The question of how to add movement within static harmony comes up a lot. I thought I would write a practical explanation using the first seventeen bars of the tune “All of Me” as an example. The inspiration for this approach comes from the teachings of the great pianist Barry Harris born, I am proud to say, in Detroit in 1929. Mr. Harris has a unique way of looking at the workings of music which can sometimes be a bit confusing for those of us who had traditional training. I will attempt to explain these concepts in more traditional terms. Open the pdf file below to follow along.
Measures 1-2. The CMaj7 chord is shown in the chart as lasting through both measures. One approach to adding movement in this situation is to move from the root position tonic chord to its first inversion through a scale passage that incorporates a chromatic passing tone as follows:
1 - 2 - #2 - 3 in which the numbers correspond with the scale degrees C - D - D# - E.
This bass line is then harmonized at the tenth with the upper voice giving us a nice series of parallel tenths in the outer voices. Notice the outer voices in the example and play them separately.
This by itself is enough to create motion, but let’s add in the inner voices and fill out the harmony.
I chose to use the common jazz harmonization I - ii - #iidim7 - I (first inversion) or iii if preferred.
The important thing to notice here is that we are filling the space harmonically as well as melodically. This gives us nice smooth voice-leading. Pianists seem to do this all the time quite naturally.
Measures 3-4. In the chart the E7 chord is shown as the harmony for these two measures. My approach here is similar to the first two measures except that now we are starting and ending with a dominant seventh chord.
I used the same parallel tenths in the outer voices with the same chromatic passing tones harmonized with the diminished seventh chord (passing diminished seventh) as in the first example. The only difference now is I used the V of the E7 (B7) to harmonize the second beat (F#). I like the quartal sound so I used the B7sus4 which sounds much less dominant and makes for a smoother passing harmony to my ear.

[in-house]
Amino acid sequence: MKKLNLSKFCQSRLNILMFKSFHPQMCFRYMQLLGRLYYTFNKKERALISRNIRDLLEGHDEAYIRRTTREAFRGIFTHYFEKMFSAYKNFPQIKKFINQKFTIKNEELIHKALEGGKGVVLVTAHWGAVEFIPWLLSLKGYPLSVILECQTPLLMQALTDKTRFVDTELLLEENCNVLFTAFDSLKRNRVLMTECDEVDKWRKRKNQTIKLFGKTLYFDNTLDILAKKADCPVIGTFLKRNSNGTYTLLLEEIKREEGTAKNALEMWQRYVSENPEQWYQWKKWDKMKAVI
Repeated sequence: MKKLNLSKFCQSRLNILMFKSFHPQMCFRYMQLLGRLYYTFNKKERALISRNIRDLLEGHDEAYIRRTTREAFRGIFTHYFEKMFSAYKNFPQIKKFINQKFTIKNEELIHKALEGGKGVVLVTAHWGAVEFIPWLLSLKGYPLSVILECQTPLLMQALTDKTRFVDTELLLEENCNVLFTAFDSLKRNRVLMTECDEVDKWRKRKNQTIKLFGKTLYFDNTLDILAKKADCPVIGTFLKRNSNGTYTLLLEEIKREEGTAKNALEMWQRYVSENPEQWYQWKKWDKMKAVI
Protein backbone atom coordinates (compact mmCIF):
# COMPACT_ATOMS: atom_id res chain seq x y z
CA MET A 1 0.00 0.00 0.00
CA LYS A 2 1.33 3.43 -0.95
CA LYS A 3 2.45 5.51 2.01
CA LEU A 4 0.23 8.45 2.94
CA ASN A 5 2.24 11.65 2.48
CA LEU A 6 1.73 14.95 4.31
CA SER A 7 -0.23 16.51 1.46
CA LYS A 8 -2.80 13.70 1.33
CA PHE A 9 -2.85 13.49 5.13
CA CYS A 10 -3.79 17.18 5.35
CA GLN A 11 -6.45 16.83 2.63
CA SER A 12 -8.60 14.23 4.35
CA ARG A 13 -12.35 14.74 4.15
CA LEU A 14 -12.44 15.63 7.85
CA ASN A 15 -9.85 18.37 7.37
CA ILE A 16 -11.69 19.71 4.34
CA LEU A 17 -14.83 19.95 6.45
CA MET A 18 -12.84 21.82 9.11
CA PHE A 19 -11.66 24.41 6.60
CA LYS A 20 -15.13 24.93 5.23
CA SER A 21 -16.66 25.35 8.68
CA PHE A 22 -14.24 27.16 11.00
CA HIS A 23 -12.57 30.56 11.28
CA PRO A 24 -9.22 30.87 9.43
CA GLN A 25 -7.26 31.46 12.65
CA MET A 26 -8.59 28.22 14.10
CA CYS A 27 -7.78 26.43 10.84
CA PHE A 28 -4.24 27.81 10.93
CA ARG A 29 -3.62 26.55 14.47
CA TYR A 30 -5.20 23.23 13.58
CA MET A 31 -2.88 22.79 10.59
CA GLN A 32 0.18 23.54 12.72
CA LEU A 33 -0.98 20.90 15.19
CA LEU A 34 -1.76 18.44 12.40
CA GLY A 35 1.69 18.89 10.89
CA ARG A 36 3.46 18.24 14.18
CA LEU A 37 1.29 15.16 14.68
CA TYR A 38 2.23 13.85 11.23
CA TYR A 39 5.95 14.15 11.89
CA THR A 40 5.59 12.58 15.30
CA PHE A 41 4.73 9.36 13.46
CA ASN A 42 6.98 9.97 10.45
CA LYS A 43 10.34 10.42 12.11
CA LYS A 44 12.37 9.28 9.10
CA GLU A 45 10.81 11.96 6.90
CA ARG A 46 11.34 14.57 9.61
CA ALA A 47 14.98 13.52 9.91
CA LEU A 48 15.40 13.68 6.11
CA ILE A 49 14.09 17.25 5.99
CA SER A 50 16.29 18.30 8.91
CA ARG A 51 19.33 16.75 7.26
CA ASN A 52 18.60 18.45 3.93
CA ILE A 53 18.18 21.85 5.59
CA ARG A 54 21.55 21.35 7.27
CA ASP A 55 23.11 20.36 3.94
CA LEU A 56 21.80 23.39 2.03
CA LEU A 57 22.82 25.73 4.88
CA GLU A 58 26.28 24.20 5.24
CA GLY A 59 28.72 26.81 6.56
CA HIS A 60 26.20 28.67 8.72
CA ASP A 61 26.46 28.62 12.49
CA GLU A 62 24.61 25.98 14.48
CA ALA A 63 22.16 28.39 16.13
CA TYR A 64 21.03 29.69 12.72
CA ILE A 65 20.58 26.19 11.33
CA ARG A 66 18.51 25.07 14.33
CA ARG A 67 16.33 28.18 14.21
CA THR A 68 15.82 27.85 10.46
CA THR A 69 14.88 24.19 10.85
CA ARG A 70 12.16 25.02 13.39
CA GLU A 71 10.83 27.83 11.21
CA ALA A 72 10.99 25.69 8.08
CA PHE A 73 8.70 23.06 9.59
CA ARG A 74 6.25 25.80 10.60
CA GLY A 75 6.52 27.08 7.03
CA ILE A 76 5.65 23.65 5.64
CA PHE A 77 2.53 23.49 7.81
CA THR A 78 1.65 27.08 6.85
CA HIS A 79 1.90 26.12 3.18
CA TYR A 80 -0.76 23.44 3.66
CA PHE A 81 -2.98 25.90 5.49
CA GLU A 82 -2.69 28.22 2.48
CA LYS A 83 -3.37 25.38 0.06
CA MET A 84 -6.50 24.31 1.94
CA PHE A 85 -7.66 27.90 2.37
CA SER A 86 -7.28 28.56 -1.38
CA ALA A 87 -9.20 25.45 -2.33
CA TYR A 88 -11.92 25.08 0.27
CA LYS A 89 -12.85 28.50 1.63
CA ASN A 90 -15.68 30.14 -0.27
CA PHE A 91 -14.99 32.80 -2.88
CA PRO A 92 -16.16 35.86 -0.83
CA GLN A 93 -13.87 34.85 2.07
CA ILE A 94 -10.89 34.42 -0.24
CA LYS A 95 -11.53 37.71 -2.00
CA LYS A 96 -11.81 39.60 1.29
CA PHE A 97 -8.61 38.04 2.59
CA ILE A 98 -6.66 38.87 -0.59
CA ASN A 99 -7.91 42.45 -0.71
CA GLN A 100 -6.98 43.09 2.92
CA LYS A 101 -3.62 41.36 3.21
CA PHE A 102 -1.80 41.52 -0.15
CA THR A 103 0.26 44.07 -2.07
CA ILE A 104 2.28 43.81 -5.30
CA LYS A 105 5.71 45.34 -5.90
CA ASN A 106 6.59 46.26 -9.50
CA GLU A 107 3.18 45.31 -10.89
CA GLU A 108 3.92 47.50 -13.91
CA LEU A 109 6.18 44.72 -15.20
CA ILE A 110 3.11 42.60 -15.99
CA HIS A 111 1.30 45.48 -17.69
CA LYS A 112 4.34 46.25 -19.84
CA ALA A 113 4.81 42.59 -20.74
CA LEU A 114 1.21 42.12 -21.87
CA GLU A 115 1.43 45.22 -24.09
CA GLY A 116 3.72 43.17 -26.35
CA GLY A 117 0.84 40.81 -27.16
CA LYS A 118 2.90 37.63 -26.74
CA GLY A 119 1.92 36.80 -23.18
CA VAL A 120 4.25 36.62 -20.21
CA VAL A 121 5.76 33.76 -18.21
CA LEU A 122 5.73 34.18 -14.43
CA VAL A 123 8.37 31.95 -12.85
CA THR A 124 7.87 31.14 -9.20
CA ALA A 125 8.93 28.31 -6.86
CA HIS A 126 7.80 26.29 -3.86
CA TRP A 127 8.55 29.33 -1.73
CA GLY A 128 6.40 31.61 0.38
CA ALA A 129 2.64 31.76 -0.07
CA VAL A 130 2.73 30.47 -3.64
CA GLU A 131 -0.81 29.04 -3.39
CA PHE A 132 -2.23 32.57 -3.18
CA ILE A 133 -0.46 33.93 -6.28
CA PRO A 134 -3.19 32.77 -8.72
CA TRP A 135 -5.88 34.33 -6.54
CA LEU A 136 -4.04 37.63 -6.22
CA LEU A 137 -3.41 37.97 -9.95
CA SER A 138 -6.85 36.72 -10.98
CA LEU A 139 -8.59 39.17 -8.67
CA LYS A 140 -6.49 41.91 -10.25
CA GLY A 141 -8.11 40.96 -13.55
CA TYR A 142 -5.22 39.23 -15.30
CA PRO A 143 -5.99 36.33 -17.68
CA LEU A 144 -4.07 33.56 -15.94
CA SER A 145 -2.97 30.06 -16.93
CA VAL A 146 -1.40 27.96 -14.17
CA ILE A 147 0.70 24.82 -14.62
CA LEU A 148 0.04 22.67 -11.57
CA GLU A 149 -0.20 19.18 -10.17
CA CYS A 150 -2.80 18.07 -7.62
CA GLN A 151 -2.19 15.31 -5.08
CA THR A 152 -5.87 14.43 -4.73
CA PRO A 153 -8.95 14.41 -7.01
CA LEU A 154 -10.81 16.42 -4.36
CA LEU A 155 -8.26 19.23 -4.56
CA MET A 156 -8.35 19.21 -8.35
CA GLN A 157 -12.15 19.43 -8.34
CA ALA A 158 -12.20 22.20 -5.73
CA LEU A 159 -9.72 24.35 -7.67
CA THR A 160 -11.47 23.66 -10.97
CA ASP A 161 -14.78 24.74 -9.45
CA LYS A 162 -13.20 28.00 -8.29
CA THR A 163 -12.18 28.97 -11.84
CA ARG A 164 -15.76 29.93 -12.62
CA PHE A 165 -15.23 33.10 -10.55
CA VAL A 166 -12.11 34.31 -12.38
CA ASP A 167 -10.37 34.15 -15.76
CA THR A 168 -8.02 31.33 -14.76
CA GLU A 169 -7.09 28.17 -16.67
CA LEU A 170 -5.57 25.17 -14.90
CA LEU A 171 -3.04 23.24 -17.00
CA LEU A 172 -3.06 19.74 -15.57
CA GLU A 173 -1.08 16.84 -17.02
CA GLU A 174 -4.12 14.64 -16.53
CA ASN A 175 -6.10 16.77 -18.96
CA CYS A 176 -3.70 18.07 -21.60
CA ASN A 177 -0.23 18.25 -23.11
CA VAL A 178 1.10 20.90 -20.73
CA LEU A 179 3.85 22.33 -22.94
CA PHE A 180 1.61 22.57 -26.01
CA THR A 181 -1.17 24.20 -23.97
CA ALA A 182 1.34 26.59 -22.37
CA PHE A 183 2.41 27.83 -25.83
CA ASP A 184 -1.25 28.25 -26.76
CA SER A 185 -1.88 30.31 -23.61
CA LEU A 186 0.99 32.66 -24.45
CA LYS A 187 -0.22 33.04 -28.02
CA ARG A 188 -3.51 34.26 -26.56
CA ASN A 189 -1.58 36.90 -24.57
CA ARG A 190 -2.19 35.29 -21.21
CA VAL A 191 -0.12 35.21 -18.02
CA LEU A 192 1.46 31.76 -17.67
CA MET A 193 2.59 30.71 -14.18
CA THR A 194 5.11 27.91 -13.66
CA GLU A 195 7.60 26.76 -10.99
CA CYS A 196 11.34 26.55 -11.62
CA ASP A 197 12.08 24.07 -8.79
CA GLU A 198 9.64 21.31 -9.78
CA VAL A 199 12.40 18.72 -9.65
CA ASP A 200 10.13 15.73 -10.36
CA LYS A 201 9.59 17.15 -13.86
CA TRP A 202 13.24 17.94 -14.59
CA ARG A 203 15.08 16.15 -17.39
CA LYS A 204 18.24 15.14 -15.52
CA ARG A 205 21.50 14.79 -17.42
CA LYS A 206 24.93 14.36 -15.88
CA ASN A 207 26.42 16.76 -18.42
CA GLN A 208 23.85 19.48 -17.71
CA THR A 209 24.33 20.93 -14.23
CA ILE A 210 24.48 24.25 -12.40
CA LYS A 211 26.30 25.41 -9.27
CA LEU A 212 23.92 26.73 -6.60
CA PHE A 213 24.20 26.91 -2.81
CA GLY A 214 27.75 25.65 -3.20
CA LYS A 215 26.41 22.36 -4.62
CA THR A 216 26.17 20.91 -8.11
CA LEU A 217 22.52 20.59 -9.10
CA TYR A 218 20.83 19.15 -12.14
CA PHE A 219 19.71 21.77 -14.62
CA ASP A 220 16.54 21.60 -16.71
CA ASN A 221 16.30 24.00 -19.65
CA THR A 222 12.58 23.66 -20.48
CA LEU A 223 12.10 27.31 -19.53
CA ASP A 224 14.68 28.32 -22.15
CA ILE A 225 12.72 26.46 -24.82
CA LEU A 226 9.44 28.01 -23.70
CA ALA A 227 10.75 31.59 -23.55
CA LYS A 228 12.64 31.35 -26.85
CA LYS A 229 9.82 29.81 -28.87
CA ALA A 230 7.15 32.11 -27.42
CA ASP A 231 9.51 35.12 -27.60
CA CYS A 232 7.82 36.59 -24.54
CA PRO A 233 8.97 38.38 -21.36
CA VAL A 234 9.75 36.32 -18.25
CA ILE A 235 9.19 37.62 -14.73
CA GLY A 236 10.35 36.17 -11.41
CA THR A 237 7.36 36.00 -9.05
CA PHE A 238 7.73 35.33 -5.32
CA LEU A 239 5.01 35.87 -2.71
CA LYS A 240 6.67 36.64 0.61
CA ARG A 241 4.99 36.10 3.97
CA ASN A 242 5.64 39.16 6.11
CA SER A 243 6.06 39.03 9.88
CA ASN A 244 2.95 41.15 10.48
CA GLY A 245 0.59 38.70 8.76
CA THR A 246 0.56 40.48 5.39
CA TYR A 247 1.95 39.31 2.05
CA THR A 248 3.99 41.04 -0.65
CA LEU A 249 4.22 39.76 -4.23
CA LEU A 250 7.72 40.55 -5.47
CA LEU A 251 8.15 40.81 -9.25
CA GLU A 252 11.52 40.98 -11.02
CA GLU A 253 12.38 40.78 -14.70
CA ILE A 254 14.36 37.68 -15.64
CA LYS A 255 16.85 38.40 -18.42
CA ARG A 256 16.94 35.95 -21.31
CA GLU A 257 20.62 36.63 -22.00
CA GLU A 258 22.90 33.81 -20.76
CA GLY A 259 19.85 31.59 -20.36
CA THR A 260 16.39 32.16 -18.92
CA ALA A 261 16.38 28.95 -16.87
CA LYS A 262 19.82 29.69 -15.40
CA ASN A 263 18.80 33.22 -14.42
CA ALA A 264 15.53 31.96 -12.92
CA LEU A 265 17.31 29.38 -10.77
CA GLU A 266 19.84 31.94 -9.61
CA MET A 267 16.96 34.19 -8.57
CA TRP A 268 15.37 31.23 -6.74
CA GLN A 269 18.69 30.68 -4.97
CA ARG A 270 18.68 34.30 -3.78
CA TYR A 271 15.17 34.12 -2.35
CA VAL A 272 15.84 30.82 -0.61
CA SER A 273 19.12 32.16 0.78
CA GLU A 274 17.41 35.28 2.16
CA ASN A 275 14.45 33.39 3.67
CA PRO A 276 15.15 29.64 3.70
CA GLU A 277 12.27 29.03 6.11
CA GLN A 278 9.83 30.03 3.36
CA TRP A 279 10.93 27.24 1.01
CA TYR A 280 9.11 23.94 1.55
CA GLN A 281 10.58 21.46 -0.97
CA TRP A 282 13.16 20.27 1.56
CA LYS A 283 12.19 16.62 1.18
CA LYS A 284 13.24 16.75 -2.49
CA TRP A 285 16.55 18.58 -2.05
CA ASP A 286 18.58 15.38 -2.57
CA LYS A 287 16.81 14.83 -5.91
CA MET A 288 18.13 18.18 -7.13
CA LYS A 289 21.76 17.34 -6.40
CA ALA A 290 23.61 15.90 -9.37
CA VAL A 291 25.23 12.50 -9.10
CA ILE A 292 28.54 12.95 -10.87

Measures 5-6. Exactly the same approach as in mm. 3-4.
Measures 7-8. Dm7 is shown over these two bars in the chart. Again I used the parallel tenths in the outer voices but since we are only covering the distance of a minor third here in the bass (D-F) I used only one passing diminished seventh chord to fill the gap.
Measures 9-10. Except for the use of the Bm7 (ii/V) to harmonize the second beat (F#) and the slightly altered E7b9 (because of the A minor that follows) it is the same approach as in mm. 3-4.
Measures 11-12. The single Am7 harmony in the chart is elaborated with its dominant (E7) as well as with melodic motion which create harmonic extensions. Notice the parallel tenths are still used in the outer voices in measure twelve moving into measure thirteen.
Measures 13-14. D7 is the harmony shown for these two measures. This was a bit tricky since I ended up on a first inversion D9. I passed between the first and second inversions with my usual diminished seventh and simply changed the voicing of the D9 (third inversion) on beat two of measure fourteen to add motion; a simple but effective trick.
Measures 15-16. The ii-V progression is filled with a passing diminished seventh between the ii and the V in measure fifteen and the V is simply altered and re-voiced in measure sixteen before returning to the tonic in measure seventeen. Again the parallel tenths are used in the outer voices to create a strong melodic content in this progression.
I know this seems rather complicated to explain. There is an intuitive component to music in which you know what to do because it sounds good. Everything I tried to present here is stuff I have heard millions of times played by the great pianists and guitarists of our time. Try to incorporate these sounds into your ear so that the next time you come across a situation like this you won’t have to think; just play!